while I was piling up wooden blocks
and hearing rhymes
about moons and spoons
and thumbs and plums.

So much war-worried gentleness
was transmitted
by my mother's reassuring smile
that perhaps I heard small
voices back in my throat
screaming for mercy
as they laughed.

My father came home
a new stranger
who wanted to be king
of the little home
my mother and I had shared.
Who was this intruder,
this usurper?
He wrecked our delicate bond
with his love
and his jubilant grief
after peace was declared
with Hitler tucked into a coffin.

I wanted to play with cars
and building blocks like before
but my father dared
to order me around
like a bomber crew
and have me bring him things.

Wasn't it about then
that I learned
to kill flies?

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Washing Windows

To a Reading by Alan Harris

This morning we two are washing
our upstairs windows, a yearly drudge--
you indoors, and I out on a ladder.
Each other's face appears begrimed
through window after window
as we wiggle them free from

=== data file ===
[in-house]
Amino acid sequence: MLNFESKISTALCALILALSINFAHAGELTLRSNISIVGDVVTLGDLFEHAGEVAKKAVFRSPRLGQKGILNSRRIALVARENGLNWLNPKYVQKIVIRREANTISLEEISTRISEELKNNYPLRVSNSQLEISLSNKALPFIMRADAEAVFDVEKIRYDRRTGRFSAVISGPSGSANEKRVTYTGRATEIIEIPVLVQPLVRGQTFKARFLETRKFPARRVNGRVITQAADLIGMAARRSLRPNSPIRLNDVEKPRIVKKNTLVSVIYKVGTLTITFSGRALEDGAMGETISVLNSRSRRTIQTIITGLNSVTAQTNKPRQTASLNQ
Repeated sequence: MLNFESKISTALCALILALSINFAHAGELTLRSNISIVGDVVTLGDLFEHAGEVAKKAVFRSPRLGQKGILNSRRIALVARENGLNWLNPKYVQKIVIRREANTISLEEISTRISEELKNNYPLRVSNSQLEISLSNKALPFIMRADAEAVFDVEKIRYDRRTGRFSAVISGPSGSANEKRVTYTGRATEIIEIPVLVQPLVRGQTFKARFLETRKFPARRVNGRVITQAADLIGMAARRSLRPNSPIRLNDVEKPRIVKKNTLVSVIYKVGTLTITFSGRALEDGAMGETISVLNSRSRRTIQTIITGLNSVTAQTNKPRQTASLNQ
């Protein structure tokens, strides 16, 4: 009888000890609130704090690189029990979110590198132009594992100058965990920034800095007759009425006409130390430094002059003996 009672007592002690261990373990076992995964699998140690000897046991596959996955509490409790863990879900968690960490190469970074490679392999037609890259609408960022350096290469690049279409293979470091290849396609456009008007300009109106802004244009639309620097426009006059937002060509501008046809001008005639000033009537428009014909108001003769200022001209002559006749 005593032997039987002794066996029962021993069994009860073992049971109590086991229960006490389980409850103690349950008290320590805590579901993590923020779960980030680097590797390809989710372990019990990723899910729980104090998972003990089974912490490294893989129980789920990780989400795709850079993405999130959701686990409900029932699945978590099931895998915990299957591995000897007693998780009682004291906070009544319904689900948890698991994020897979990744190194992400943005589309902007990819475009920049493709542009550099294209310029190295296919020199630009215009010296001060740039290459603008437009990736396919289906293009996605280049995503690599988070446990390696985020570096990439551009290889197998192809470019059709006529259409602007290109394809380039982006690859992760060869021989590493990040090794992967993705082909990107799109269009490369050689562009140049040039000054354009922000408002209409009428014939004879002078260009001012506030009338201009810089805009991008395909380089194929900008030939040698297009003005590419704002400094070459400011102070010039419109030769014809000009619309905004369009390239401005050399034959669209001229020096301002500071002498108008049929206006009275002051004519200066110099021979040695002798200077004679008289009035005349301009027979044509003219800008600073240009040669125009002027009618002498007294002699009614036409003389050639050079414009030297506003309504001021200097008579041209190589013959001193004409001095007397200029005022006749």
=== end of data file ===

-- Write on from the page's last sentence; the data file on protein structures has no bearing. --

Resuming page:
their filthy aluminum tracks.

We do lose our patience, let's admit,
if the other of us turns imperfect
somehow or startles the first
with a near-fall or a near-drop.
Danger and caution are dancing.

Suburban cleanliness fails to fool me.
I feel underneath this dayness an expansive
nightness where one's essence may freely
float between shadows of shadows
or bask in uncanny glimmers of glory,
having seen no shape, thought no thought.

Day distracts us. When we think to be
simply washing windows, an inner
mysteriousness guides our hands
from far behind our eyes. Day has
dangers, but night is as safe as Allness.
Wipe your glass clean, yes, but be not
deceived by what you see through it.

I could settle for a diet of only days--